Your 1095-C Form Obligations, Explained

Do employers have to offer health insurance? Sometimes. And if you are required to offer health insurance, you need to send a 1095-C form to all full-time employees.

If you’re unfamiliar with Form 1095-C and employer-sponsored health insurance requirements, you likely have questions like:

  • What is a 1095-C form?
  • How do I fill it out?
  • When is Form 1095-C due?
  • Where do I send it?
  • What if I make a mistake?

Read on to get the answers to these questions and any other Form 1095-C inquiries you have.

What is a 1095-C form?

Form 1095-C, Employer-Provided Health Insurance Offer and Coverage, is a mandatory form that applicable large employers (ALEs) must file. The 1095-C form provides information about employer-sponsored health insurance offered to employees, their spouses, and dependents. Applicable large employers must complete Form 1095-C for each full-time employee, including those who declined coverage. Employers must send Forms 1095-C to employees and the IRS.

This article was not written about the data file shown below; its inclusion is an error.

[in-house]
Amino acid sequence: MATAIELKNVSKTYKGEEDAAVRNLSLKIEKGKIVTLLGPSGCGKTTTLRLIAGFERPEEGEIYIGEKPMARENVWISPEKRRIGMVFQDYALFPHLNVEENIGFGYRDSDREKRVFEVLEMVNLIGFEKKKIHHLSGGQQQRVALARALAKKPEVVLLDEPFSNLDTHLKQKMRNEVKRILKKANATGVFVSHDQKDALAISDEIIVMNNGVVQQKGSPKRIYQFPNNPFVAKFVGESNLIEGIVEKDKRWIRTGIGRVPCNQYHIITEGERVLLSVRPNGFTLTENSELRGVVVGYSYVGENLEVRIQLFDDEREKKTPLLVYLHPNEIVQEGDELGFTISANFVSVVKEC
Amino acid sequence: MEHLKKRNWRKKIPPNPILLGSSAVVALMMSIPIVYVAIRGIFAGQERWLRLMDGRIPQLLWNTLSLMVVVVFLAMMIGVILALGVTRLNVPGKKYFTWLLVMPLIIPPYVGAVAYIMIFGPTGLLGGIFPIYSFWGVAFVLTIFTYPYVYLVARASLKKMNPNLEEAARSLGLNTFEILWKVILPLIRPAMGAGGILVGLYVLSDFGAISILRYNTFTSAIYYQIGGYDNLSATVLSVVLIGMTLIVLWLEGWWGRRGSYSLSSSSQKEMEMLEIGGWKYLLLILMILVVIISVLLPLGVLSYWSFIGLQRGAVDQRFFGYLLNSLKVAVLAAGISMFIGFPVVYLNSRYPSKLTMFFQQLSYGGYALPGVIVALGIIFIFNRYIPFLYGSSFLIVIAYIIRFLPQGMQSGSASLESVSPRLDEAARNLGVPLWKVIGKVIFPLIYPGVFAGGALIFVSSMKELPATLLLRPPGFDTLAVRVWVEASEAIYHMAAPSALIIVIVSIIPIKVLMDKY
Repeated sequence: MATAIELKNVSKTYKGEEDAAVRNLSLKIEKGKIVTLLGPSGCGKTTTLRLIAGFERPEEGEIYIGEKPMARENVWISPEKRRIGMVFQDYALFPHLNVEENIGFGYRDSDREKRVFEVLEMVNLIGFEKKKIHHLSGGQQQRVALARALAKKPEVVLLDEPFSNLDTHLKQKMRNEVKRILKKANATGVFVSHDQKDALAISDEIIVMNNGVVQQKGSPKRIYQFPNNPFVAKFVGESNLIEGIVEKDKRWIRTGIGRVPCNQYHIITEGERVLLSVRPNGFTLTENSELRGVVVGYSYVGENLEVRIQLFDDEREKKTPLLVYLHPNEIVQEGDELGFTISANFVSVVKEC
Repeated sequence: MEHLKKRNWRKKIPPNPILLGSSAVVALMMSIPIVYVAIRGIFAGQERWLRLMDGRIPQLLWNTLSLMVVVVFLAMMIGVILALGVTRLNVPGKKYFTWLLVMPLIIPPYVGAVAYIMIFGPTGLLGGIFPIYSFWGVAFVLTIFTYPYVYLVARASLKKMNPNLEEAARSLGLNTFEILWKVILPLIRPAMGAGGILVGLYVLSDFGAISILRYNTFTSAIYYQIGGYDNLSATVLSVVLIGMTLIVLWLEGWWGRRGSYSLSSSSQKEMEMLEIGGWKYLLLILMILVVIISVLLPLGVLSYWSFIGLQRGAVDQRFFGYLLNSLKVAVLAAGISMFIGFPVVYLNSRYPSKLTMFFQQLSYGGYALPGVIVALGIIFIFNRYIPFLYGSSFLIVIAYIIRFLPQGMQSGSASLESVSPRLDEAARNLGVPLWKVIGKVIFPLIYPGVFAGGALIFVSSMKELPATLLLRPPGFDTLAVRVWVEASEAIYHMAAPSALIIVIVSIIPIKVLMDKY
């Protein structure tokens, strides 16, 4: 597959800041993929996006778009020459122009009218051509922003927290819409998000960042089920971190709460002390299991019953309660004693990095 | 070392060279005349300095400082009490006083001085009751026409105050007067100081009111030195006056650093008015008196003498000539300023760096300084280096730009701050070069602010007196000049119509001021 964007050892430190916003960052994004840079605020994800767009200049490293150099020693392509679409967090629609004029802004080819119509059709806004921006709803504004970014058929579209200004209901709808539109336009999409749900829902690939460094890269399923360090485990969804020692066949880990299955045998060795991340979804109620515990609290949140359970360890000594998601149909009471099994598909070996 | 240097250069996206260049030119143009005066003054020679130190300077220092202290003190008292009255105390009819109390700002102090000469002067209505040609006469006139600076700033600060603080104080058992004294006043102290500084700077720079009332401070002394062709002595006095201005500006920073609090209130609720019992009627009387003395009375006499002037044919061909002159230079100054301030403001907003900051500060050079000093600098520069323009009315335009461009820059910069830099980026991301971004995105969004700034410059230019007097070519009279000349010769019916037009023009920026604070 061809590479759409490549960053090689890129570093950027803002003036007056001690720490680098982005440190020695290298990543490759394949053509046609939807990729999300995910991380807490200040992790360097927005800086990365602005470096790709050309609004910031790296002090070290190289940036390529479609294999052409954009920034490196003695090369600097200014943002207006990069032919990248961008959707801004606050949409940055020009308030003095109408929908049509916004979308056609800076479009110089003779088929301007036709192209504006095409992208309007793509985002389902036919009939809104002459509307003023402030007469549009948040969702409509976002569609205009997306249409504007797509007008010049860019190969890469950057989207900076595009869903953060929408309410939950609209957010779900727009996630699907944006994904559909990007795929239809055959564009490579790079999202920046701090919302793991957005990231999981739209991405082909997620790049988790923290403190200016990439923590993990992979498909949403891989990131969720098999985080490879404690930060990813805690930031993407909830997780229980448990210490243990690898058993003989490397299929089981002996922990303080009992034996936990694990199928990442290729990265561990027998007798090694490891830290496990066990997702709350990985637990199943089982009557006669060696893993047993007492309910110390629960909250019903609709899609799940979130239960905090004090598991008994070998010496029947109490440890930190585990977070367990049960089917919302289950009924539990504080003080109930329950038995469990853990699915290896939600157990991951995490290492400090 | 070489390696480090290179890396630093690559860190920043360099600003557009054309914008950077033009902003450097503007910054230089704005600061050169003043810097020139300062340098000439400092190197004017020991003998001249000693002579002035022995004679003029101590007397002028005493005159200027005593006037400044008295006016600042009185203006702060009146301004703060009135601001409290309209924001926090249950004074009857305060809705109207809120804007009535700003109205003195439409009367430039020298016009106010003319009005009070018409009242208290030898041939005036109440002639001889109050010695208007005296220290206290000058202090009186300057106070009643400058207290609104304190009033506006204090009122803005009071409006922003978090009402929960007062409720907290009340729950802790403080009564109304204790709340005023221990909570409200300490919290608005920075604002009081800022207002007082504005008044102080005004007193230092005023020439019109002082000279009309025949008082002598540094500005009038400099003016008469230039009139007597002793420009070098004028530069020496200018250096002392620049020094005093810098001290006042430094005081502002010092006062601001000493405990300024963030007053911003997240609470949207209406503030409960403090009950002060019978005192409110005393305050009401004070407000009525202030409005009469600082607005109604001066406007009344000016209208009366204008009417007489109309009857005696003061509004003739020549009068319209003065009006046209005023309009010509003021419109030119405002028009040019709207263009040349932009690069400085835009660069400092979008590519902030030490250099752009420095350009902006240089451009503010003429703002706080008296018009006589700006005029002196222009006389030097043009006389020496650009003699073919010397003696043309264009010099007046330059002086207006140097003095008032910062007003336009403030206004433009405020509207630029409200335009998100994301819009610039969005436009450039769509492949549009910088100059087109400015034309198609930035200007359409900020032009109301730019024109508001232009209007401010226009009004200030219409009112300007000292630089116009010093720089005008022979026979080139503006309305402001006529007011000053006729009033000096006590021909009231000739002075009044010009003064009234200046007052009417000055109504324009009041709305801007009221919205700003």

Under the Affordable Care Act (ACA), ALEs must offer employer-sponsored health insurance to all of their full-time employees. Applicable large employers are businesses with 50 or more full-time equivalent employees.

So, what is the purpose of Form 1095-C filing? ACA reporting requires applicable large employers to file Forms 1095-C with the IRS.

The IRS uses the forms to determine whether an applicable large employer owes money to the government. And, Forms 1095-C allow the IRS to identify which individuals were not covered by health insurance. Individuals without health insurance must pay a penalty until tax year 2019.

Submit Forms 1095-C along with Form 1094-C, Transmittal of Employer-Provided Health Insurance Offer and Coverage Information Returns, to the IRS.

Want to learn more about employment forms?

Download our free guide to learn what forms employers need to file, including Form W-2, Form 940, and more.

How to fill out a 1095-C form

If you’re going to complete Forms 1095-C for each full-time employee, you need to know how to do it.

Form 1095-C is split into three parts: